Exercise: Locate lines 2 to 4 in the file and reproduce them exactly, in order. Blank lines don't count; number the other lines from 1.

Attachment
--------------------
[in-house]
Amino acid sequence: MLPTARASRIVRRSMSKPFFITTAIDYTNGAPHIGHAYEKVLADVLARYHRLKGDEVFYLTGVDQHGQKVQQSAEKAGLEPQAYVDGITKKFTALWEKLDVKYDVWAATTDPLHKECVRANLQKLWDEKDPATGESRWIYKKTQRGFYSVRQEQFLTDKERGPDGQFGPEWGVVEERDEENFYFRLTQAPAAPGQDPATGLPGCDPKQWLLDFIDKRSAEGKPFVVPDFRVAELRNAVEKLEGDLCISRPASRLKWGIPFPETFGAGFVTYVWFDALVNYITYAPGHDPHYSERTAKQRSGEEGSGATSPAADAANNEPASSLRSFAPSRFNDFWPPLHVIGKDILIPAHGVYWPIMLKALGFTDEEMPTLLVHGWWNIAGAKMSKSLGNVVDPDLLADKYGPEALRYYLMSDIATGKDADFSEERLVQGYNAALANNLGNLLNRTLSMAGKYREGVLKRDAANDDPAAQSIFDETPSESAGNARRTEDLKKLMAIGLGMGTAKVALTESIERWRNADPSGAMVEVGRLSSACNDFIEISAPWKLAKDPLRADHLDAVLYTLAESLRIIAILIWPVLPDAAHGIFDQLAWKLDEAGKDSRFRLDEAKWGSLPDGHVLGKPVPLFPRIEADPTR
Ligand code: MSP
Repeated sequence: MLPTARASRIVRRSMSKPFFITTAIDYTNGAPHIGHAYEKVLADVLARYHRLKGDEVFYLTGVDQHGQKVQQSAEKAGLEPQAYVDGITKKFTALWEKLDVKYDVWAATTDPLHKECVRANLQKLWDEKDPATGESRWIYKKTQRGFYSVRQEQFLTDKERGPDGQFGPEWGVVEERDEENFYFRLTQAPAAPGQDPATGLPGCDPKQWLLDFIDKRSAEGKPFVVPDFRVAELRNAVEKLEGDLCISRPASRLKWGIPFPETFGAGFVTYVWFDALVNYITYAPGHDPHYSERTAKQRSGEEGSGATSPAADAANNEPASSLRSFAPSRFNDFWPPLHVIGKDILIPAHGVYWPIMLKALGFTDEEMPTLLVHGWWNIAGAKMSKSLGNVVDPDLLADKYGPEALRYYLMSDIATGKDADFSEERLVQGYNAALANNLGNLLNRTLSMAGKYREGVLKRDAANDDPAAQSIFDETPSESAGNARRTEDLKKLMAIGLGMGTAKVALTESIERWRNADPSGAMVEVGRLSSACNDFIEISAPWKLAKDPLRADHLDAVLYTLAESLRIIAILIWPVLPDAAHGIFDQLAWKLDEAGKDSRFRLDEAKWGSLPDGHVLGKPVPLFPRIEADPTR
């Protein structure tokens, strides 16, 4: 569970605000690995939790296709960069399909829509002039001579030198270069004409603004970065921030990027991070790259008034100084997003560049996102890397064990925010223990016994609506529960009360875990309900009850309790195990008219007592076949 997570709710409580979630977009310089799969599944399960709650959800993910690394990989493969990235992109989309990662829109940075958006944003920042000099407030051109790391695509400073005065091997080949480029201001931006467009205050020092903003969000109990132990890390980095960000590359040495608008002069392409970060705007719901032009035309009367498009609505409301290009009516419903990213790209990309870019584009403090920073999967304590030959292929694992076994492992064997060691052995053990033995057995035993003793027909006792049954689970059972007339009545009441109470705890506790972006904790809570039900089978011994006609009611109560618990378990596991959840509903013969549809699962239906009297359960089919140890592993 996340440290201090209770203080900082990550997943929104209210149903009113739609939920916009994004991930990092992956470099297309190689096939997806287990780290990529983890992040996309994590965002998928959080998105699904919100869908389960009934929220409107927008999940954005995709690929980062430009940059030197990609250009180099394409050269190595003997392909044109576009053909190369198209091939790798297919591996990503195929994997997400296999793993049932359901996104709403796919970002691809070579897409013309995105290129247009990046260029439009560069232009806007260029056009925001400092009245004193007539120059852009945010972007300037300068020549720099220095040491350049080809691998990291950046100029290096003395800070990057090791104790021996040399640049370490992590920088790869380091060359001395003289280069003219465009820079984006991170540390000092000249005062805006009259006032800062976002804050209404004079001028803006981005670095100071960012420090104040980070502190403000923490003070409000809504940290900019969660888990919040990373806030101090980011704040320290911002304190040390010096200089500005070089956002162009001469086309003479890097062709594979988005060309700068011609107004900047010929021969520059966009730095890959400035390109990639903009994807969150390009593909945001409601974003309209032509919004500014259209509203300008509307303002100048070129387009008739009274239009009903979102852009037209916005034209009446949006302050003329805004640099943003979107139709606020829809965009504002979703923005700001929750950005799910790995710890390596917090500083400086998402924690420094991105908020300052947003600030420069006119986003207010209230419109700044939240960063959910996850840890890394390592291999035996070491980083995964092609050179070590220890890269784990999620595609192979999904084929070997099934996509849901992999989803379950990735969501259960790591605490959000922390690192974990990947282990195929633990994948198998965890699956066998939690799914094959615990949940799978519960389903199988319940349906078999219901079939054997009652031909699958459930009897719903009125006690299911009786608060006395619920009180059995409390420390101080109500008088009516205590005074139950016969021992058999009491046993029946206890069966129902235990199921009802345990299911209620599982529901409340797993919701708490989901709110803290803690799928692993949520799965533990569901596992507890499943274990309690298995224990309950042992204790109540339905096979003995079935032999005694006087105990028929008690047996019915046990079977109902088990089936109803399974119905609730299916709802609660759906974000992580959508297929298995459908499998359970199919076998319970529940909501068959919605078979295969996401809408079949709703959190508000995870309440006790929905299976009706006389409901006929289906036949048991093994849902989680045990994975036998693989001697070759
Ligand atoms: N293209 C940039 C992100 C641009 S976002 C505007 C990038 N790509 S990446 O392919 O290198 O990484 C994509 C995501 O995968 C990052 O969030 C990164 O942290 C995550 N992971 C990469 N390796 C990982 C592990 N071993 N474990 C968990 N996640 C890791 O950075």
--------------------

Amino acid sequence: MLPTARASRIVRRSMSKPFFITTAIDYTNGAPHIGHAYEKVLADVLARYHRLKGDEVFYLTGVDQHGQKVQQSAEKAGLEPQAYVDGITKKFTALWEKLDVKYDVWAATTDPLHKECVRANLQKLWDEKDPATGESRWIYKKTQRGFYSVRQEQFLTDKERGPDGQFGPEWGVVEERDEENFYFRLTQAPAAPGQDPATGLPGCDPKQWLLDFIDKRSAEGKPFVVPDFRVAELRNAVEKLEGDLCISRPASRLKWGIPFPETFGAGFVTYVWFDALVNYITYAPGHDPHYSERTAKQRSGEEGSGATSPAADAANNEPASSLRSFAPSRFNDFWPPLHVIGKDILIPAHGVYWPIMLKALGFTDEEMPTLLVHGWWNIAGAKMSKSLGNVVDPDLLADKYGPEALRYYLMSDIATGKDADFSEERLVQGYNAALANNLGNLLNRTLSMAGKYREGVLKRDAANDDPAAQSIFDETPSESAGNARRTEDLKKLMAIGLGMGTAKVALTESIERWRNADPSGAMVEVGRLSSACNDFIEISAPWKLAKDPLRADHLDAVLYTLAESLRIIAILIWPVLPDAAHGIFDQLAWKLDEAGKDSRFRLDEAKWGSLPDGHVLGKPVPLFPRIEADPTR
Ligand code: MSP
Repeated sequence: MLPTARASRIVRRSMSKPFFITTAIDYTNGAPHIGHAYEKVLADVLARYHRLKGDEVFYLTGVDQHGQKVQQSAEKAGLEPQAYVDGITKKFTALWEKLDVKYDVWAATTDPLHKECVRANLQKLWDEKDPATGESRWIYKKTQRGFYSVRQEQFLTDKERGPDGQFGPEWGVVEERDEENFYFRLTQAPAAPGQDPATGLPGCDPKQWLLDFIDKRSAEGKPFVVPDFRVAELRNAVEKLEGDLCISRPASRLKWGIPFPETFGAGFVTYVWFDALVNYITYAPGHDPHYSERTAKQRSGEEGSGATSPAADAANNEPASSLRSFAPSRFNDFWPPLHVIGKDILIPAHGVYWPIMLKALGFTDEEMPTLLVHGWWNIAGAKMSKSLGNVVDPDLLADKYGPEALRYYLMSDIATGKDADFSEERLVQGYNAALANNLGNLLNRTLSMAGKYREGVLKRDAANDDPAAQSIFDETPSESAGNARRTEDLKKLMAIGLGMGTAKVALTESIERWRNADPSGAMVEVGRLSSACNDFIEISAPWKLAKDPLRADHLDAVLYTLAESLRIIAILIWPVLPDAAHGIFDQLAWKLDEAGKDSRFRLDEAKWGSLPDGHVLGKPVPLFPRIEADPTR